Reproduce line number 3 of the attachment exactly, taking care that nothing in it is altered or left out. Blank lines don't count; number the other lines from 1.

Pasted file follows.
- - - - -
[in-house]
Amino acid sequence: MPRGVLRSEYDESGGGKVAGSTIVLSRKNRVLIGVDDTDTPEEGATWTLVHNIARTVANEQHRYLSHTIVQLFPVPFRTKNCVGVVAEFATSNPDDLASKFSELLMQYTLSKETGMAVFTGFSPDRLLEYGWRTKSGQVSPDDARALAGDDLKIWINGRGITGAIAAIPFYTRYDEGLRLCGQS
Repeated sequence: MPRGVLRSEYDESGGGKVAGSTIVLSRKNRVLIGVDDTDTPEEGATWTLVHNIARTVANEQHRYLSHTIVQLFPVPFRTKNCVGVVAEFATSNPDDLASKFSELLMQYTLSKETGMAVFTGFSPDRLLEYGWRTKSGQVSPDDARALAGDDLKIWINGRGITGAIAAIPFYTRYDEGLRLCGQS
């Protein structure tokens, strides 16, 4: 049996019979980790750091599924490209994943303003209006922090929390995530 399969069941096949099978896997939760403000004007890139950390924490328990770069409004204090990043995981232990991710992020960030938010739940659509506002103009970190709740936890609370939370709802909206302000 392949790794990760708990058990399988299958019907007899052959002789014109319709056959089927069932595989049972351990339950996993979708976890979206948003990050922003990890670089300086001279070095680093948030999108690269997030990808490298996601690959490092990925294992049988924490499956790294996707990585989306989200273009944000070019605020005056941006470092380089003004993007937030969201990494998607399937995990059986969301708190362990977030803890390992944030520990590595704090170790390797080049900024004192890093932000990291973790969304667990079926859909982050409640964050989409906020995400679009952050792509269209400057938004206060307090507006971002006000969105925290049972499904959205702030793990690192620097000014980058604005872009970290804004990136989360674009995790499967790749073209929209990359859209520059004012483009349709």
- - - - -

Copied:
Repeated sequence: MPRGVLRSEYDESGGGKVAGSTIVLSRKNRVLIGVDDTDTPEEGATWTLVHNIARTVANEQHRYLSHTIVQLFPVPFRTKNCVGVVAEFATSNPDDLASKFSELLMQYTLSKETGMAVFTGFSPDRLLEYGWRTKSGQVSPDDARALAGDDLKIWINGRGITGAIAAIPFYTRYDEGLRLCGQS